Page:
April 2007 The Blu-ray Disc Association gives a deadline of 31 October for mandatory BD-Java support in players. Although a positive step, it’s not great news for existing players...
May 2007 Buena Vista releases the most advanced BD-J-compliant Blu-ray titles to date in the form of the first two Pirates of the Caribbean movies. They outsell The Matrix Trilogy box set on HD DVD, but the BD-J tech causes some playback issues
March 2007 Casino Royale launches worldwide on Blu-ray and sets a new record for next generation disc sales


Start your Blu-ray collection with these...

1 disc; £24.99; Sony Pictures
Bond has never looked this good before. The first real hi-def blockbuster, Casino Royale truly shines on Blu-ray thanks to a transfer that easily handles everything the film throws at it (no matter how fast-paced the action gets) and a soundtrack that’s way more bombastic than anything DVD could deliver. And don’t forget about the extra features, where everything (except the ancient ‘Bond Girls Are Forever’ doc) is also presented in full HD. In the main feature, Daniel Craig’s debut as 007 is full of poise, danger and attitude, while director Martin Campbell perfectly reinvents the franchise for the 21st century by adding copious grit to the usual Bond glamour. We’re not sure we like seeing the beating of Bond’s unmentionables in hi-def, though...

2 discs; £24.99; Buena Vista
It’s the very best high-definition transfer available on any format. The sharp imagery blows every other title out of the water, while the 5.1 soundtrack adds plenty of depth. Not only that, this two-disc set also features a boat-load of extras, including a taste of what BD-Java features have to offer.

1 disc; £17.99; Sony Pictures
It does a much better job of capturing the film’s visual style than DVD ever managed. Juxtaposing areas of vibrant colour with deep, inky blacks, Guillermo del Toro did an excellent job of translating Mike Mignola’s art to the big screen. Blu-ray brings that home, thanks to a 1080p transfer that replicates the intended look of the movie perfectly.

1 disc; 24.99; Sony Pictures
It just goes to show that it’s not only glossy blockbusters that benefit from being revisited in HD. With its clean lines and slightly dour visual style, this Blu-ray disc does a far superior and much more authentic job of revealing the director’s intentions. Additionally, while the uncompressed audio isn’t any more dynamic than the plain old DVD 5.1 mix, movement around the surrounds feels much more natural and convincing.


While Blu-ray and HD DVD continue to scrap it out, don’t wait for the dust to settle — there is another way...

Everyone expects a clear winner to emerge from an already drawn-out format battle. But what if both formats stick it out? Some very influential people in high places reckon this will be the case, and instead of getting behind just one of the new discs they are exploring ways of giving both formats an equal footing.

Leading the charge is Warner Bros. There’s been much talk of combo format discs – essentially combining an HD DVD movie with a DVD on one disc – but Warner has potentially exploded the HD rivalry by introducing yet another format into the fray: Total HD. Warner will be releasing its catalogue on both formats (The Matrix collection and 300 will be appearing on both flavours of discs) but they have also planned number of discs, with Superman Returns as the frontrunner, that play on both formats.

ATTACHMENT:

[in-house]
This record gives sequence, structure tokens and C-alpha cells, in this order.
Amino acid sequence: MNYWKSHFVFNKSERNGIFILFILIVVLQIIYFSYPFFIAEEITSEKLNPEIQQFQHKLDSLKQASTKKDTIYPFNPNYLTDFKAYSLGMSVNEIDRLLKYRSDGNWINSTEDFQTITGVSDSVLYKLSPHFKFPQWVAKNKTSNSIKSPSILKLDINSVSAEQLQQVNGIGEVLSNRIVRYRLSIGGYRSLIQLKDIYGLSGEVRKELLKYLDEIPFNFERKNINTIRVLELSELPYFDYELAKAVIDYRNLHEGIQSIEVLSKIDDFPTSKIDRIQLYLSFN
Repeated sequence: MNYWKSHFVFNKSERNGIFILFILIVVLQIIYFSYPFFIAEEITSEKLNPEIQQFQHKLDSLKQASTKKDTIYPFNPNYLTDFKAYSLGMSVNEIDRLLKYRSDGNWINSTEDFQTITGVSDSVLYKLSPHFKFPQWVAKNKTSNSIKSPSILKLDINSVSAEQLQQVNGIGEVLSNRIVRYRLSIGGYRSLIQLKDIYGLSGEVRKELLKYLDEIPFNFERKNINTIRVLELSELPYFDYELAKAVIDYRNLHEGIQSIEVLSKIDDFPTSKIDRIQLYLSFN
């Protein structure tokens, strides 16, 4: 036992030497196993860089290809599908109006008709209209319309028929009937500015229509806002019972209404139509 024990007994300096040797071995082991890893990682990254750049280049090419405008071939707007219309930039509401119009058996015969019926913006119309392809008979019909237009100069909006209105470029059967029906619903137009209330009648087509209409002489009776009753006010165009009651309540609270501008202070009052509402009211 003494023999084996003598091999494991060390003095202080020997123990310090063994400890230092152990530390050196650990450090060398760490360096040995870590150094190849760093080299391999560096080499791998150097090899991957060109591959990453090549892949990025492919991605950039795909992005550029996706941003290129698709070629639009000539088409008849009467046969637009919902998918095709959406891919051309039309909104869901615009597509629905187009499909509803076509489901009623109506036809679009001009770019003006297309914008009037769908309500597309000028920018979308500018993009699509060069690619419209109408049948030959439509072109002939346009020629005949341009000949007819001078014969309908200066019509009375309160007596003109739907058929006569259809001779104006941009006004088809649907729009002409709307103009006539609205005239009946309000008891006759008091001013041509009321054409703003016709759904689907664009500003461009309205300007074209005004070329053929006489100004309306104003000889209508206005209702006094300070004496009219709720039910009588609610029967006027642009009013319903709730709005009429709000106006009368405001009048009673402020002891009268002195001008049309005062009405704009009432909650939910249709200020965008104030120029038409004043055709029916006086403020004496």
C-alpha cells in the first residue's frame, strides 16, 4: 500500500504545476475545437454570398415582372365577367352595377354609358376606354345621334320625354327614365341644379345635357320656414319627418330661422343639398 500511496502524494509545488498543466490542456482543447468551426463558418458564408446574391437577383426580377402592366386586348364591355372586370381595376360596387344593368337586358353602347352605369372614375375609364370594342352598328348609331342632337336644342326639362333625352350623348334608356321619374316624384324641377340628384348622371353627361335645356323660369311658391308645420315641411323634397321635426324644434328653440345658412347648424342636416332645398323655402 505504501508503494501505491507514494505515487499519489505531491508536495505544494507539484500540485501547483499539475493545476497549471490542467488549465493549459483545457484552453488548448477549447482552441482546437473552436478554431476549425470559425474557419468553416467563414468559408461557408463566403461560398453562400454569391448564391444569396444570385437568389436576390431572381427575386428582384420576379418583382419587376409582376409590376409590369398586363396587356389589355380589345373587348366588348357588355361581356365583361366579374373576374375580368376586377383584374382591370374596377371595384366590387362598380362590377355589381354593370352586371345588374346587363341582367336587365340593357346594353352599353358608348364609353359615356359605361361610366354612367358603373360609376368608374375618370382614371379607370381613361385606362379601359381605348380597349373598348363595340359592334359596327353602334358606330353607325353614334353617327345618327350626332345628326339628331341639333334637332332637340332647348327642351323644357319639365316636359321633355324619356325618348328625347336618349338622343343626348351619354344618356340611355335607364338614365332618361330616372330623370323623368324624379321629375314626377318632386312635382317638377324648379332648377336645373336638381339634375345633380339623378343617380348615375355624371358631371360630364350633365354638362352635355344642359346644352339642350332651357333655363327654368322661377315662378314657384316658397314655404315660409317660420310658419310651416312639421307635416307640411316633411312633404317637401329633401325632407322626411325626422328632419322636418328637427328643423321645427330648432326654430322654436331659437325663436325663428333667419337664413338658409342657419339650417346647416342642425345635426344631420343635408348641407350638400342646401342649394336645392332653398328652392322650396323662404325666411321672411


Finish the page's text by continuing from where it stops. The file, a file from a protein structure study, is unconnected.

How does this work? The disc offers Blu-ray on one side and HD DVD on the other. While you don’t get full-capacity discs (at the time of writing Blu-ray offers 25GB of storage on one side, HD DVD 12GB on the other), Warner is promising the same content on each side and an identical HD experience no matter your preferred format. While this is rather neat, it is not without its problems – as storage space on the disc is limited, your precious souped-up HD extras will be curtailed, and having the same movie twice carries with it an additional cost – expect to pay a boatload more cash for the privilege of a multi-purpose disc.

Warner has hinted at New Line and HBO releases, but it is highly unlikely that any other studio will adopt the Total HD model; Sony is Blu-ray right down the middle, and a number of other studios have pinned their colours to their respective masts with little sign of changing. Kit manufacturers have also recognised the peril faced by consumers when it comes to supporting the HD formats, so LG and Samsung have come up with the best solution yet: players that support both – a real draw for disc-lovers who just don’t want to go through the pain of choosing a format only to find out they backed the wrong horse. While the new players don’t offer the full monty – you miss out on some of the extra features and BD-Java functions – you do get the benefit of all your favourite flicks available to you in HD without having to fork out for two players.

However, at this stage there is still a bit of forking to do, as the multi-format players don’t come cheap. Expect to pay around £1,000 to get the benefit of a streamlined home cinema set-up and HD in all its guises...

GET THESE! Multi-format players...

£1,000 (approx)

The first multiplayer out of the blocks, LG’s effort will output Blu-ray and HD DVD 1080p content, but the prohibitive price tag means you could actually buy both a Blu-ray and an HD DVD player for the same money, and not lose any of the functionality. Still, it’s a neat one-box solution.


Samsung’s Duo player has the edge over the BH100 as it is rumoured to support BD-J and iHD functions – the magic that makes those glorious interactive features possible. It will be a while before we see it round these parts, though, and by the time is does arrive there is a strong likelihood that player prices will tumble.

Thanks again to our chums over on DVD Review for helping compile this guide to new technology. Read the latest reviews of SF, fantasy and horror titles available on DVD in SFX every month.

SFX Magazine is the world's number one sci-fi, fantasy, and horror magazine published by Future PLC. Established in 1995, SFX Magazine prides itself on writing for its fans, welcoming geeks, collectors, and aficionados into its readership for over 25 years. Covering films, TV shows, books, comics, games, merch, and more, SFX Magazine is published every month. If you love it, chances are we do too and you'll find it in SFX.